Church celebrates AR-15 style rifles in mass ceremony in Pennsylvania

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Just two weeks after a gunman entered a Florida high school and killed 17 innocent people, a small church in Pennsylvania has brought together its congregants and their rifles for a commitment ceremony.

Photos of the event show women in tears, clutching at their AR-15 semi-automatic rifles. Men can be seen wearing crowns of bullets.  Still other men hold their semi-automatic rifles like soldiers in line formation, but with pink robes instead of camouflage.

The ceremony was hosted by the World Peace and Unification Sanctuary in Newfloundland, just 20 miles southeast of Scranton. The congregants had brought their rifles in adherence to their belief that a biblical mention of a “rod of iron” is actually a reference to the types of assault-style rifles that have become the weapon of choice for mass shooters in the United States.

Rev Hyung Jin “Sean” Moon, the youngest son of the late Rev Sun Myung Moon led the ceremony, praying for “a kingdom of peace police and peace militia where the citizens, through the right given to them by almighty God to keep and bear arms, will be able to protect one another and protect human flourishing.”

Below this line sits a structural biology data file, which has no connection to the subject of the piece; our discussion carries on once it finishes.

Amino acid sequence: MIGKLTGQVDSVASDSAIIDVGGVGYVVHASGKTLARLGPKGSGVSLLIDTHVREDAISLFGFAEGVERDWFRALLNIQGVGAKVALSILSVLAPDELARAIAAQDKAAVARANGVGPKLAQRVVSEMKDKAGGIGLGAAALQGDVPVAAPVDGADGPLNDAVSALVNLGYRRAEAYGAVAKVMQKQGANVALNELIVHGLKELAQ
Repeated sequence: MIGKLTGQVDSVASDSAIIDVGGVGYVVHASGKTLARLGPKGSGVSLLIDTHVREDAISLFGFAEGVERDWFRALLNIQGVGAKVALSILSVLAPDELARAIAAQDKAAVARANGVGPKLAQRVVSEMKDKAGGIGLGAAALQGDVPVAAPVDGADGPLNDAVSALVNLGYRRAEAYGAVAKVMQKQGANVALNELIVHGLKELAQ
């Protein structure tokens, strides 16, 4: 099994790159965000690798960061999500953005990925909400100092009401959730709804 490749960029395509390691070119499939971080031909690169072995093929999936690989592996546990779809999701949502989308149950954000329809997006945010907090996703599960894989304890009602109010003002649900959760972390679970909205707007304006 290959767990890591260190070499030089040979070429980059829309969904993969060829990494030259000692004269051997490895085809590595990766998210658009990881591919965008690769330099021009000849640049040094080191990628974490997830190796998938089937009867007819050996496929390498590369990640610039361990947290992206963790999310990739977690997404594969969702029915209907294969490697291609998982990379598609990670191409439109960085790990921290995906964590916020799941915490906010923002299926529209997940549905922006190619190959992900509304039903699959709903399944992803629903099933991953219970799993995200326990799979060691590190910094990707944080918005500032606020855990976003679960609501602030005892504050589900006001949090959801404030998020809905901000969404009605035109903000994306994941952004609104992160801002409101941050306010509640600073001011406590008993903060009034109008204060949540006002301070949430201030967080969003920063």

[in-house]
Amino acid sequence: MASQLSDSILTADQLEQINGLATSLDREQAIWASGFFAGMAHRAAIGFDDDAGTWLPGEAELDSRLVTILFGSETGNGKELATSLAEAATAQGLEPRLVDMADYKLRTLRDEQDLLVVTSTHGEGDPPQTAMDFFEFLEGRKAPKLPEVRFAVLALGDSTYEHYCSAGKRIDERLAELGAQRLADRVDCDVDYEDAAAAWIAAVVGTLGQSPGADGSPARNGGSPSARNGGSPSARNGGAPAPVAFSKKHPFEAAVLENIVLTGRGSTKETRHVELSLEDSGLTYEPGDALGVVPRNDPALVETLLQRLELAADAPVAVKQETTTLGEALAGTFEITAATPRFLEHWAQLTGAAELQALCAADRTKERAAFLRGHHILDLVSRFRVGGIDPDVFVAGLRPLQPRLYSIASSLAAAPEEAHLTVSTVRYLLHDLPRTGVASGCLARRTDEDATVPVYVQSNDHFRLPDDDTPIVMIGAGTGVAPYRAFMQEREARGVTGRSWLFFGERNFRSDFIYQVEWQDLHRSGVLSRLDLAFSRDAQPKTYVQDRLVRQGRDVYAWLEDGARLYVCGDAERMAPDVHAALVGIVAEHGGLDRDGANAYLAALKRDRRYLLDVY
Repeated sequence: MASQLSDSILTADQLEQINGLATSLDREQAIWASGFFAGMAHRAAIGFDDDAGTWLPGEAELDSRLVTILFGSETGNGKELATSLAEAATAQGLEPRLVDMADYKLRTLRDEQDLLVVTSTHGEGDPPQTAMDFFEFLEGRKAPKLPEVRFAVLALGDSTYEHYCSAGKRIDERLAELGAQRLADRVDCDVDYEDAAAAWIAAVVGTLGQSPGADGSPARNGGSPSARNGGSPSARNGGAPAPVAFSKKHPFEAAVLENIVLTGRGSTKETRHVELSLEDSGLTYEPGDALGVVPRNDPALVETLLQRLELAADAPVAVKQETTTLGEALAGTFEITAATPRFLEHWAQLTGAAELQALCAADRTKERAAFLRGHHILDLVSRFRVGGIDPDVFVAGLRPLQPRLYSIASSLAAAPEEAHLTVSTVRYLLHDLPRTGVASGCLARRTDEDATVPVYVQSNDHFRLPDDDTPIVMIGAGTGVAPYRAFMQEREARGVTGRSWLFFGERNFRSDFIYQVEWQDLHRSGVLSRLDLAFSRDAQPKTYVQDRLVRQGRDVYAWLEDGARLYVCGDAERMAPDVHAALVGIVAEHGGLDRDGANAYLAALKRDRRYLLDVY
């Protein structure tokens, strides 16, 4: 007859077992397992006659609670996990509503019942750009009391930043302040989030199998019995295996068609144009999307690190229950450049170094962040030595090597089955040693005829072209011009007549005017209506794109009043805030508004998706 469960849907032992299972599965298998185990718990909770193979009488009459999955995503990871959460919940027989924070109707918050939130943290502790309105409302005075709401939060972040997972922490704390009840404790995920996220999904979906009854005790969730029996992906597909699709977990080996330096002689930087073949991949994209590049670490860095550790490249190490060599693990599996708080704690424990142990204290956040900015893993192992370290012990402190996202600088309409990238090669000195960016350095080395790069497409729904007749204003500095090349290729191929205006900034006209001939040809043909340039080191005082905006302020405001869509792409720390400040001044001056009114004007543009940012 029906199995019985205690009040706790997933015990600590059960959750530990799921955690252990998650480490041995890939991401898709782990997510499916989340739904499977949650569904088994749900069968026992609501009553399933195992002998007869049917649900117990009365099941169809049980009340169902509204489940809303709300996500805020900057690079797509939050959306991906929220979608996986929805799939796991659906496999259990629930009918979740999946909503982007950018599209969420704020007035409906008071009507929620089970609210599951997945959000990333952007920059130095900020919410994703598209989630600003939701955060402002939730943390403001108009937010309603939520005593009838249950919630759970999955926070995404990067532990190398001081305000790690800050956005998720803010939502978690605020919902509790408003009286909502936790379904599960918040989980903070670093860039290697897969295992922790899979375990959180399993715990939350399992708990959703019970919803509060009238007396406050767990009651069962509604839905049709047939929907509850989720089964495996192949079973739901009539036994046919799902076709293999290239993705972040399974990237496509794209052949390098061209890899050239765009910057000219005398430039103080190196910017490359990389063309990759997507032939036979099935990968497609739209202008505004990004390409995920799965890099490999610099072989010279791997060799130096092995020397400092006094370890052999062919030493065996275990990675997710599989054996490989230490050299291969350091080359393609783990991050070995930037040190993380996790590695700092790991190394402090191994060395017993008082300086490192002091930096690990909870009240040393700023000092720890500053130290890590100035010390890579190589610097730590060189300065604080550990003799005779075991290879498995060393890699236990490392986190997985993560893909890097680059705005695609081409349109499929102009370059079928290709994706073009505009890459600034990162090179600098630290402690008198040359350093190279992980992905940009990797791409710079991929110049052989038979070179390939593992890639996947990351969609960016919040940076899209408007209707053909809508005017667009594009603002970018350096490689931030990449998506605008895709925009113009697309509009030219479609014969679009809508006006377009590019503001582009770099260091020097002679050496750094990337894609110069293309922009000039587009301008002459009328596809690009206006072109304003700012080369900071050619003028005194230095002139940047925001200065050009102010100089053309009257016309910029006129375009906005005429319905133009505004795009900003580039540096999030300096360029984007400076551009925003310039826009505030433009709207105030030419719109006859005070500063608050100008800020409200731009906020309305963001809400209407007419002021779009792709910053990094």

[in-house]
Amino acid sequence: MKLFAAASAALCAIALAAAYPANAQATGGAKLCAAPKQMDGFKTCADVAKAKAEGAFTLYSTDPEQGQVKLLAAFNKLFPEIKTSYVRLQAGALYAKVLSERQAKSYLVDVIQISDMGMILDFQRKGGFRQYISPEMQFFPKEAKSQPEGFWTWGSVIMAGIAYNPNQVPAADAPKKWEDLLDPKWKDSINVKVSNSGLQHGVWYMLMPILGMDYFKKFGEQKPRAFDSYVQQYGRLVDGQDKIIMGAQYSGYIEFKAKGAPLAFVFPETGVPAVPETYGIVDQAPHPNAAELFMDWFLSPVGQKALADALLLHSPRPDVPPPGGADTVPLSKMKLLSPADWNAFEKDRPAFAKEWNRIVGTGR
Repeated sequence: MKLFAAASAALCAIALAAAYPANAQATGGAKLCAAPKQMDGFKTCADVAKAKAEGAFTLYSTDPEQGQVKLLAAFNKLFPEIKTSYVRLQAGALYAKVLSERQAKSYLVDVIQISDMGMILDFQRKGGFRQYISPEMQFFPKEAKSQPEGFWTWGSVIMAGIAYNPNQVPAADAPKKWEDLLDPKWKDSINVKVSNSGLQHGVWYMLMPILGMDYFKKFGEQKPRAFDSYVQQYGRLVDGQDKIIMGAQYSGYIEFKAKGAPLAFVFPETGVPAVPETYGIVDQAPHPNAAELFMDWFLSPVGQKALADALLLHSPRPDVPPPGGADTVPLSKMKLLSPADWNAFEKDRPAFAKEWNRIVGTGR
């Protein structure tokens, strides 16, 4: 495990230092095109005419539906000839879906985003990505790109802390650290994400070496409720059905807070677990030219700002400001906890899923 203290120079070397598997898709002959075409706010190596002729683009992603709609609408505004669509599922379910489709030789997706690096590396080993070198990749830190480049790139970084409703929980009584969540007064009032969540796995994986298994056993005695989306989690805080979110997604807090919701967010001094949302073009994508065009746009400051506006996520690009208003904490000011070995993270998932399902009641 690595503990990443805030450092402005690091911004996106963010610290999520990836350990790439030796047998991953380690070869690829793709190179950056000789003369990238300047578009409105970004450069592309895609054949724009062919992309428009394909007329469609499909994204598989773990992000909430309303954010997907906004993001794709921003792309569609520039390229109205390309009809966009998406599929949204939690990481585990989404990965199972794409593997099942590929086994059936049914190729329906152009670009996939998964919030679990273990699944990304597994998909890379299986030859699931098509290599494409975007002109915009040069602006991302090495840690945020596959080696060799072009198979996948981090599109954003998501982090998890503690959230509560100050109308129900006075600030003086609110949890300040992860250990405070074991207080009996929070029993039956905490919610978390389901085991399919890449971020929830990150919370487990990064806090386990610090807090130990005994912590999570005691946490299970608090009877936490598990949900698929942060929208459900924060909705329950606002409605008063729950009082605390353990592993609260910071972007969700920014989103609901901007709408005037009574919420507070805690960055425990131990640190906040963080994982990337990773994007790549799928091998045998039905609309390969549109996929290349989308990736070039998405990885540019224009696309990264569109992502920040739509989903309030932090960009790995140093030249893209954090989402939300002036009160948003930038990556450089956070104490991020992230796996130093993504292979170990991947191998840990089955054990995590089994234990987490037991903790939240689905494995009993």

“We pray they would stand as kings and queens with their crown and rod of iron,” he said.

The late reverend founded the Unification Church in South Korea in 1954, and eventually oversaw it sprawl across the globe in what some have come to call a cult. He was the self-proclaimed messiah of the church, which is most commonly known for mass wedding ceremonies — like the one in Pennsylvania this week.

 

The ceremony took place against a backdrop of an intense debate about America’s gun laws, and whether it makes sense for people to be able purchase guns that can unload bullets at a rapid rate.

President Donald Trump has signaled a willingness to sign bills to limit access to guns in some circumstances, and to improve the US federal background check system. He has also said that he would like to see a ban on “bump stock” accessories, which can make semi-automatic weapons mimic the firing speed of a fully automatic firearm.